City/county look at joint concerns PDF Print E-mail
Wednesday, 18 August 2010 10:50

By ROBERT PIERCE
• Daily Leader
Youth who get in legal trouble in Seward County go through a process when being rehabilitated, and the county is now looking to implement a new step in that process which would save money.
Tuesday at a joint meeting of the Liberal City Commission and the Seward County Commission, county commissioner C.J. Wettstein spoke of the need for a step he believes needs to be put in place to keep many local juveniles from being transported to a facility in Garden City.
Wettstein said when kids skip school, the local Tri-Agency is the first step of attempting to get them back in school, thus keeping them out of the court system.
“If they still create problems after getting them back into the school system, the next option is sending them to Garden City,” he said. “They really don’t have anything in between where we can go.”
What Wettstein suggested was creating a juvenile farm, something he said was going to be a fairly expensive program, but law officials likely do not want to send the youth back to their parents, nor do they want to send them to Garden City.
“Just the cost of Garden City is a tough deal,” he said. “They’ve always said, ‘Maybe, we could have a step in between where they could have a facility where they come where they were in there and taken care of, watched over. They could go back to the school and see if they could work.’”
Wettstein said creating a juvenile farm would require many steps. It would be, he said, an alternative to sending juveniles to Garden City. He said the cost of sending youth to the Finney County community is about $140 to $145 a day, with an estimated yearly cost of about $300,000.
“I’m wondering if there isn’t something that we could look at as a step between the juvenile detention facility in Garden City and turning them back to their parents,” he said. “It sounds pretty good, but it’s going to be an expensive deal.”
Wettstein said with recent financial problems in the county, he is not sure whether the juvenile farm is feasible from a money standpoint. He said the county commission has decided to look into the idea, but it will take some time to plan.
“I think it’s something we really need to look into,” he said. “I think it may be something that we may have to try to work with the school system, the city and the county and all of us to work together. Right now, Tri-Agency is a three-way deal, and I think we’re going to have to maybe be looking at this and thinking about something like this to make it kind of a halfway house for kids.”
Wettstein said officials with the court system have said a place to do interventions with juveniles.
“See if it’s really a bad enough kid to go to Garden City or if it’s a kid where we might be able to utilize a local facility and save some money,” he said. 
Wettstein said in past years, one assistant county attorney was not doing book work on some juveniles, meaning the youth would be spending as many as 90 days in jail. That stay has been shortened in recent years.
“Now, they’ve kind of got it down to where our average stay is about 30 to 45 days, and we’re even working with (county attorney Don) Scott to try to get it down lower than that,” he said. “I would say right now, the average stay is about 30 days.”
Both Wettstein and fellow county commissioner Toby Hale serve on the board for the 26th Judicial District’s Juvenile Correction and Prevention Services office, and Hale said the agency has been charged with working on the issue of correcting youth.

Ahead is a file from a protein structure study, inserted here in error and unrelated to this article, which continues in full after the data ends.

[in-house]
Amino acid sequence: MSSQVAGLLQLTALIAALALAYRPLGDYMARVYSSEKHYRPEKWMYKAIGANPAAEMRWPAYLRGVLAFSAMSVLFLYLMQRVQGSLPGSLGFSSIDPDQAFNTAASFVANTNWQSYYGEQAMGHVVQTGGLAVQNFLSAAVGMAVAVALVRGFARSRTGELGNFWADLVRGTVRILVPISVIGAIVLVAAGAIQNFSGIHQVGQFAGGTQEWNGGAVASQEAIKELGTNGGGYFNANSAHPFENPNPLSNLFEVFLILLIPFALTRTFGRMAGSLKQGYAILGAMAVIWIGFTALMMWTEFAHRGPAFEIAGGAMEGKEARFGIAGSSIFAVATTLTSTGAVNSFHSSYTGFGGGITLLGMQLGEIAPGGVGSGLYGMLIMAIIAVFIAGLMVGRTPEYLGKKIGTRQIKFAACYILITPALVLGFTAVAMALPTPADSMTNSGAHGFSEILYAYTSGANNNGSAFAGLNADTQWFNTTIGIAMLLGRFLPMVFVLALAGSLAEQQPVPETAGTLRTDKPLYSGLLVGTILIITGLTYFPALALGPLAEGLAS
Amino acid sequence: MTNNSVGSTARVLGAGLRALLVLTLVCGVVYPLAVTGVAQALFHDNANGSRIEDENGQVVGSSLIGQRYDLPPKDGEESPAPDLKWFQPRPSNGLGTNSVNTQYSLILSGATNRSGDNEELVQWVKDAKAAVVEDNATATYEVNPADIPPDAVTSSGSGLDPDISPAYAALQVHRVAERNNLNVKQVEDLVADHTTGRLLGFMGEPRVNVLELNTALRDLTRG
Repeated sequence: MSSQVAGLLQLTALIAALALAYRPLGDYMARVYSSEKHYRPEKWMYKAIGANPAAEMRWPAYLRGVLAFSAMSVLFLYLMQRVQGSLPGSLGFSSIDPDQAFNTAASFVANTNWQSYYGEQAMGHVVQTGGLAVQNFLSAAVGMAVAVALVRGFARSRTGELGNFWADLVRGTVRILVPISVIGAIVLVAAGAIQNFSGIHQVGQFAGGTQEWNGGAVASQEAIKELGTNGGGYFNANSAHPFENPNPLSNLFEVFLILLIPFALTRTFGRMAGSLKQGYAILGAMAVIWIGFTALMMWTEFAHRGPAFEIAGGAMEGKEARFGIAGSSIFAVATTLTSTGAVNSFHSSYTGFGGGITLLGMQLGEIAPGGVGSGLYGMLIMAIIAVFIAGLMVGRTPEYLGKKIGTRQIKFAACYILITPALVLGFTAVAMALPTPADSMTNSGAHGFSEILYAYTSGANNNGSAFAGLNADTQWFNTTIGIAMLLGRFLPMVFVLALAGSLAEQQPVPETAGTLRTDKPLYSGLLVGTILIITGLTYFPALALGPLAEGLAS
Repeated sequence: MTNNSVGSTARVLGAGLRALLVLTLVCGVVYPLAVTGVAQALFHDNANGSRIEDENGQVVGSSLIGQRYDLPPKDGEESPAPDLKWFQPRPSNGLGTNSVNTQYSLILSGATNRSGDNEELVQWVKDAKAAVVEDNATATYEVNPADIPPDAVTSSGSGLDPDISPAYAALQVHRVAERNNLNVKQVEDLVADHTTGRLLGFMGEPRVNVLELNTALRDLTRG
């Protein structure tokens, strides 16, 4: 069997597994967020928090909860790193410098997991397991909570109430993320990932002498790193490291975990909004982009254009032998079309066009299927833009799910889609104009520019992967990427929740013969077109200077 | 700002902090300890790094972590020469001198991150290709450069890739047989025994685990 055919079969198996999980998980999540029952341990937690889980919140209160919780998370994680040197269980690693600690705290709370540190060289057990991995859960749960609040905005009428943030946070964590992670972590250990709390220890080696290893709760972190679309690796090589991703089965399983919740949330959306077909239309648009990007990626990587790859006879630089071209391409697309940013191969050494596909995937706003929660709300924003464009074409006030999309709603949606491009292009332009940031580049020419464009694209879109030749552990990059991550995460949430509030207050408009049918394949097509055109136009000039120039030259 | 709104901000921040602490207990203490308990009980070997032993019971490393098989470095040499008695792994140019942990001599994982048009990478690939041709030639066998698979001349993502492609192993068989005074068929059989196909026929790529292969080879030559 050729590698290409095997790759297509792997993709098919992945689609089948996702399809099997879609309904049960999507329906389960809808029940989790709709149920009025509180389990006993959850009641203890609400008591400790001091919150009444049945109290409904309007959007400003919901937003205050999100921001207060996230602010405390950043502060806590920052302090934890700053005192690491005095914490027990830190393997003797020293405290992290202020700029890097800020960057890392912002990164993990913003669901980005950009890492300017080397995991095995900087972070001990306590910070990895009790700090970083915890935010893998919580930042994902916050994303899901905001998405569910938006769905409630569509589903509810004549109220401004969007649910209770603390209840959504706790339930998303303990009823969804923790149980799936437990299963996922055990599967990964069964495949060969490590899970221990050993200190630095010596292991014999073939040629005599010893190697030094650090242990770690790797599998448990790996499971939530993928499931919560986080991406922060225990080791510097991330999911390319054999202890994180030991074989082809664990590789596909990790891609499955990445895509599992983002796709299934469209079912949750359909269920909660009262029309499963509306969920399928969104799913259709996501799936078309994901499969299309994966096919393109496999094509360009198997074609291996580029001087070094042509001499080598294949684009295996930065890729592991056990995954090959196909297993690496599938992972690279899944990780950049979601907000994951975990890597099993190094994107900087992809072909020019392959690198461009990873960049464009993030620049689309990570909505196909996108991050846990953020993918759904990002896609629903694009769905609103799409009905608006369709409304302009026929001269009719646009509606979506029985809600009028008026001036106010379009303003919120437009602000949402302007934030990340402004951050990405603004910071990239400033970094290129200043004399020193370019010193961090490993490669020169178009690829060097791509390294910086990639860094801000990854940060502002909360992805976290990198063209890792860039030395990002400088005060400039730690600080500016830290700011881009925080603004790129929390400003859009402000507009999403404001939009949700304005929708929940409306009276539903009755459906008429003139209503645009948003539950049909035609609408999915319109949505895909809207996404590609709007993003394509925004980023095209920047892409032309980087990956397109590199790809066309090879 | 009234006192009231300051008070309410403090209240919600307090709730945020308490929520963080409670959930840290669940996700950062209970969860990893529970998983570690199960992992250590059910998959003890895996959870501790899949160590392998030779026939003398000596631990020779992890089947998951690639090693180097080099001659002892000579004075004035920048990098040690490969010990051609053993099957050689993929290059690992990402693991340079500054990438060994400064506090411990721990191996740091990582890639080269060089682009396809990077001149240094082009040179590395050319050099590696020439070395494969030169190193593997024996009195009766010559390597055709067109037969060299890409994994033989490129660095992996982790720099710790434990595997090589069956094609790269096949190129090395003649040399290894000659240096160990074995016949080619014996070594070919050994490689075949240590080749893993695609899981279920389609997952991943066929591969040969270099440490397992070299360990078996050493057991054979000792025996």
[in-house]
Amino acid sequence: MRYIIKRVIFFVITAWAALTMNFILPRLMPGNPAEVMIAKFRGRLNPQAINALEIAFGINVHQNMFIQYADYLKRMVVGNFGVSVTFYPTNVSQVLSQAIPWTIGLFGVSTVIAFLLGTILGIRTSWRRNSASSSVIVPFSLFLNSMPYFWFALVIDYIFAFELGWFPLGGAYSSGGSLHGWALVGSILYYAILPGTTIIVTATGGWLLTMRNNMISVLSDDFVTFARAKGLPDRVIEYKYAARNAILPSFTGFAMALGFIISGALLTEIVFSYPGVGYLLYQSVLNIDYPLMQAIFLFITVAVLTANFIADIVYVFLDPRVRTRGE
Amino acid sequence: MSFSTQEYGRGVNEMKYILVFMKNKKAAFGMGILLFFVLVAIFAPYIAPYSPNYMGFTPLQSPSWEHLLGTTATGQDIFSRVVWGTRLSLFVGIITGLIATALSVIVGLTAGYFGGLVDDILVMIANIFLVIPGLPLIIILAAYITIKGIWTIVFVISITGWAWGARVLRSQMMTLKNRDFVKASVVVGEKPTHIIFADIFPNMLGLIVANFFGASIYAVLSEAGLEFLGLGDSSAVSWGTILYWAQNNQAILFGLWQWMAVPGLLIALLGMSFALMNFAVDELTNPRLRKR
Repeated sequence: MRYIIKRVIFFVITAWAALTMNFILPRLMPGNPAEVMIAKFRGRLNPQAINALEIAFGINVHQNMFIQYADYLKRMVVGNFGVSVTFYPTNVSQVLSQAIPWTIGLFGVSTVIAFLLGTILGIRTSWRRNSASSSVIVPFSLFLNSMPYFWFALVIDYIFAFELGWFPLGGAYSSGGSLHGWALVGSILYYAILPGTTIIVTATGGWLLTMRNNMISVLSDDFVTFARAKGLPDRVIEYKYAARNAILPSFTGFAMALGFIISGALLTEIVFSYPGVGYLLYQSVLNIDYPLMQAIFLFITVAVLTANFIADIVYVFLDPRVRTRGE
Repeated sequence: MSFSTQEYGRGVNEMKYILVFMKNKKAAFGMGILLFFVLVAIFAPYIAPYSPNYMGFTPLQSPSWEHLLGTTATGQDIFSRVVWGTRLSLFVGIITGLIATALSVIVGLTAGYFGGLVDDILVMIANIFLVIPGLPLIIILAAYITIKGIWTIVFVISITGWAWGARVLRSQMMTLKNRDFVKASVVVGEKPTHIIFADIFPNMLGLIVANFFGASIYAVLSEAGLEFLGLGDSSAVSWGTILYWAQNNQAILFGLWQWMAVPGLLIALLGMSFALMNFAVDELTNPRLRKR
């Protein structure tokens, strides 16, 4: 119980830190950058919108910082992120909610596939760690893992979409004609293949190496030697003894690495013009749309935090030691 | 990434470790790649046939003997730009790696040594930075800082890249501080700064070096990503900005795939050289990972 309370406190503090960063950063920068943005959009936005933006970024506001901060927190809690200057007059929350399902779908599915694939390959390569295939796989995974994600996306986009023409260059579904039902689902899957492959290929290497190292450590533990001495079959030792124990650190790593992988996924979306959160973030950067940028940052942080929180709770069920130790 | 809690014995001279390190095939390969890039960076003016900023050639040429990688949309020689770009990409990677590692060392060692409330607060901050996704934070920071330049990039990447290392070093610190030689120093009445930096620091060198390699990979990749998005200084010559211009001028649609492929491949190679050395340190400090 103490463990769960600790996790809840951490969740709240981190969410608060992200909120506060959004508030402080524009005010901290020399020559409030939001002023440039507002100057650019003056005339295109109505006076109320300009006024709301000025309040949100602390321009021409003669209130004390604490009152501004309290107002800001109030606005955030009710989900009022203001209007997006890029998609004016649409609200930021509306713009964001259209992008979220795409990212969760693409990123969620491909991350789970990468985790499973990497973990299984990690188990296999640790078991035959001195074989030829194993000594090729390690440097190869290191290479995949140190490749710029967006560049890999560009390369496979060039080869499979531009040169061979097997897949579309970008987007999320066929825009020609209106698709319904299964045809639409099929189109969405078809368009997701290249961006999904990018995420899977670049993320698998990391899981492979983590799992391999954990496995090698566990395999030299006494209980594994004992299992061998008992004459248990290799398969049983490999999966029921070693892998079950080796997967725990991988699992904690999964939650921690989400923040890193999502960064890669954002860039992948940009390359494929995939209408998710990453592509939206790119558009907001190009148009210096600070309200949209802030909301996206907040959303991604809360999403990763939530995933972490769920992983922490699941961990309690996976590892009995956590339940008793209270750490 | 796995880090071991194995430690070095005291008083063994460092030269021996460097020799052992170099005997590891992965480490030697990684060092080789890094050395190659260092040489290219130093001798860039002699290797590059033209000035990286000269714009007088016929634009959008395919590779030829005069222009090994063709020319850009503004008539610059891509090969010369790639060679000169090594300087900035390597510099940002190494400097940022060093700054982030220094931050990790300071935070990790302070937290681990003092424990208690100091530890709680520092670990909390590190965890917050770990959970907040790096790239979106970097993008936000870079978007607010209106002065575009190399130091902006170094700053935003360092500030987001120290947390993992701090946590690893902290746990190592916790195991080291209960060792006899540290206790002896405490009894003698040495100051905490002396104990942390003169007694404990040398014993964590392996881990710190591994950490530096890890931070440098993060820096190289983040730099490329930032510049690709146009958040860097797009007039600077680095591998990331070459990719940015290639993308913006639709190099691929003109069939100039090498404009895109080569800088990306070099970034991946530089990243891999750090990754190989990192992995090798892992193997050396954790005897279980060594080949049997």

“JCAPS was designed to do that very job, and we need to go to work and make JCAPS work right,” he said.
Wettstein said after juveniles go through Tri-Agency, the next step is JCAPS’ Adolescent Support Services program.
“The next step is the kind of house they may have to stay in,” he said. “There’s a couple of houses – one in Pratt and one in Goddard – that we do send kids to in certain instances. Part of that problem is we have to send the ISOs to Pratt or Goddard to handle that. It’s a possibility. That would be something that would fit right in between right after adolescent support.”
Wettstein said while the legal system does need to play a part, so do parents.
“I’ve stressed all along we need to have parenting classes to teach parents how to be parents,” he said. “The problem is we’ve actually tried having some of those, and about the only time you can get them to come is when they’re court ordered. We had a judge that was doing pretty well. She was sending kids back to school, and she was requiring the parents to go with the kid. She was doing a very fine job, and it makes a difference.”
Wettstein said parenting is the biggest problem in the process.
“We have about 75 percent of the parents who really don’t give a damn what their kids are doing,” he said. “It’s a tough situation. Now, Kathy Bloom out at the Extension is working on parenting classes. We’ve tried working parenting classes through Tri-Agency. With JCAPS, (director Mike Howell is) working on a parenting classes where we could go there. It’s just a tough situation, and until we figure out a way to teach parents to become parents, it’s going to be a problem.”
County counsel Dan Diepenbrock said, however, there are legal problems with a juvenile farm.
“A juvenile farm may be a good rehabilitation program for juveniles, but the reason juveniles are transported to Garden City is because they meet the criteria for being incarcerated,” he said. “If you’re thinking of a juvenile farm, it’s going to have to meet the specs and standards for incarcerating violent juveniles.”
Wettstein said many of the youth in question are not violent, however.
“There’s some that really need it, but there are some that go to Garden City that actually would not have to go Garden City, but we have no other place for them to go,” he said.

 
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